All data as of March 31, 2022
Debt to Total Assets*53.1%
Total Number of Properties44
Total Square Feet6,481,262
Distributions Paid YTD2$4,888,000
Annualized Rate of Q1 2022 Distribution32.7%
Property Diversification (Based on ABR)
Top 5 Tenants
|Tenant Name||% of Annualized Base Rent||Credit Rating3|
|Ross Dress for Less||2.6||A-|
Debt Maturity & Principal Payments
|Mortgages and Credit Facility Payable|
Lease Maturity (Percent of Leases Expiring)
1Economic occupancy is defined as the percentage of total gross leasable area for which a tenant is obligated to pay rent under the terms of its lease agreement, regardless of the actual use or occupation by that tenant of the area being leased.
2Distributions generally have been paid quarterly. This amount paid in 2022 reflects the distribution to stockholders of record as of 12/31/21, which was paid in the first quarter of 2022. Distributions paid during the year ended 12/31/21 and the first quarter of 2022 were funded by cash flow from operations.
3The annualized rate corresponds to the distribution declared in the first quarter of 2022 to stockholders of record as of 3/31/22, is based on the estimated per share net asset value (NAV) as of 12/31/21 of $20.20 and assumes distributions will be paid quarterly. Distributions are authorized by the board in its discretion, and the Company’s approach to distributions may be modified at any time.
4These Standard & Poor’s (S&P) credit ratings express the agency’s opinion about the ability and willingness of a company to meet its financial obligations in full and on time. Credit-quality ratings are measured on a scale that generally ranges from AAA (highest) to D (lowest). “NR” is used to classify securities for which a rating is not available.
This material is neither an offer to sell nor a solicitation of an offer to buy any security.
Important Risk Factors to Consider
Some of the risks related to investing in commercial real estate include, but are not limited to: continued or more severe adverse effects from the COVID-19 pandemic on our tenants or operations; economic market risks such as local property supply and demand conditions; tenants’ inability to pay rent; tenant turnover; inflation and other increases in operating costs; adverse changes in laws and regulations; relative illiquidity of real estate investments; changing market demographics; acts of God such as earthquakes, floods or other uninsured losses; interest rate fluctuations; and availability of financing.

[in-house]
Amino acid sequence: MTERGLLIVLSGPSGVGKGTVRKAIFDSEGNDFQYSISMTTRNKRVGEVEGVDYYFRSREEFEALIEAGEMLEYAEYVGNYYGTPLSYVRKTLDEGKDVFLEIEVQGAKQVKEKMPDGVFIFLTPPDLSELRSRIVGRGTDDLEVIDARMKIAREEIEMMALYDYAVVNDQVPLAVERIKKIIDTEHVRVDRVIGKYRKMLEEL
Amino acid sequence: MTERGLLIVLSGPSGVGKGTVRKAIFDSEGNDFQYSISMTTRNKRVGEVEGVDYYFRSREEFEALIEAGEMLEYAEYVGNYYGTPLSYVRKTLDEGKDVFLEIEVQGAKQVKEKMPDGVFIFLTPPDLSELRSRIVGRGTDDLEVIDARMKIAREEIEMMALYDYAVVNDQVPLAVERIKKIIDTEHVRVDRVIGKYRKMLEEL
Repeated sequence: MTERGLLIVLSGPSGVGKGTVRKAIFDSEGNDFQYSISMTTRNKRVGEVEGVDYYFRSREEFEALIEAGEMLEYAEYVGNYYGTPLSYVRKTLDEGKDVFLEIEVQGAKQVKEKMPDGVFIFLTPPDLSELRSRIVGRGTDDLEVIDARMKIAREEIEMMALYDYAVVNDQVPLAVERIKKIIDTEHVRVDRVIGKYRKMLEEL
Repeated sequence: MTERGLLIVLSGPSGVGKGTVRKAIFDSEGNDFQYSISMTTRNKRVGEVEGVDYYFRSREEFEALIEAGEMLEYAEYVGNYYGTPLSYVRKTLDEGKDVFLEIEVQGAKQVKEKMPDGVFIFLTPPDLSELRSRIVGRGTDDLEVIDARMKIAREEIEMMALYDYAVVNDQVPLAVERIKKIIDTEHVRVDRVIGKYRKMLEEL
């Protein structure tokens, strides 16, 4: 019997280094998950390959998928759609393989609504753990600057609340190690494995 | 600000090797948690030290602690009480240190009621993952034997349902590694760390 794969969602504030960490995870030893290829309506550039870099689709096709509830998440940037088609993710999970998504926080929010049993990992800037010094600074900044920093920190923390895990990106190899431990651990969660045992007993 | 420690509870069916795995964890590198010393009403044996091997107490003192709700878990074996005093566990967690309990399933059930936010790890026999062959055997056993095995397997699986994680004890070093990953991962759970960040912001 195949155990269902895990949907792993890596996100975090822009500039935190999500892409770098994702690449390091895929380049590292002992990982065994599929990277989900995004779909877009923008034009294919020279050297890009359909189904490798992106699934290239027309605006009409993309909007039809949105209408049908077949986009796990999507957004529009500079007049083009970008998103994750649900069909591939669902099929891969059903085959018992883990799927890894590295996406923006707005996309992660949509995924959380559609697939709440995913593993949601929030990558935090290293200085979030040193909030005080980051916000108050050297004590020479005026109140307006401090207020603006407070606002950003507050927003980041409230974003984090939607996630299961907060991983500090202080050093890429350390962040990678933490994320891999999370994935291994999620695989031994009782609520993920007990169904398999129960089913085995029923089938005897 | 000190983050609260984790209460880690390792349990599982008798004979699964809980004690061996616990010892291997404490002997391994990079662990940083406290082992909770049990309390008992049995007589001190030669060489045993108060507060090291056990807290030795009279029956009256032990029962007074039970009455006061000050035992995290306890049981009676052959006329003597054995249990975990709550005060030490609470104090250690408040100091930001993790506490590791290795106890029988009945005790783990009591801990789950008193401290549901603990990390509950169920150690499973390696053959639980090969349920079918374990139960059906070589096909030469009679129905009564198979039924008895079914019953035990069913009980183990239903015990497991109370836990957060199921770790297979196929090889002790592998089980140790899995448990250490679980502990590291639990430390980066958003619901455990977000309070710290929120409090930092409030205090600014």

An investment in Inland Income Trust’s shares involves significant risks. If Inland Income Trust is unable to effectively manage these risks, it may not meet its investment objectives and investors may lose some or all of their investment. Some of the risks related to investing in Inland Income Trust include, but are not limited to: continued or increasingly severe adverse effects from the COVID-19 pandemic; there is limited liquidity because shares are not bought and sold on an exchange; our share repurchase program may be modified or terminated, and ours was previously suspended temporarily as a result of the COVID-19 pandemic, there is no guarantee that a liquidity event will occur, and the timing of any liquidity event is uncertain; distributions cannot be guaranteed and may be paid from sources other than cash flow from operations, including borrowings or proceeds of our distribution reinvestment plan; unexpected costs or losses incurred in pursuing redevelopments; and failure to continue to qualify as a REIT and thus being required to pay federal, state and local taxes. Please consult Inland Income Trust’s most recent Annual Report on Form 10-K for the fiscal year ended December 31, 2021, filed with the SEC on March 16, 2022 and subsequent Quarterly Reports on Form 10-Q on file with the SEC for more information on the specific risks. The Inland name and logo are registered trademarks being used under license.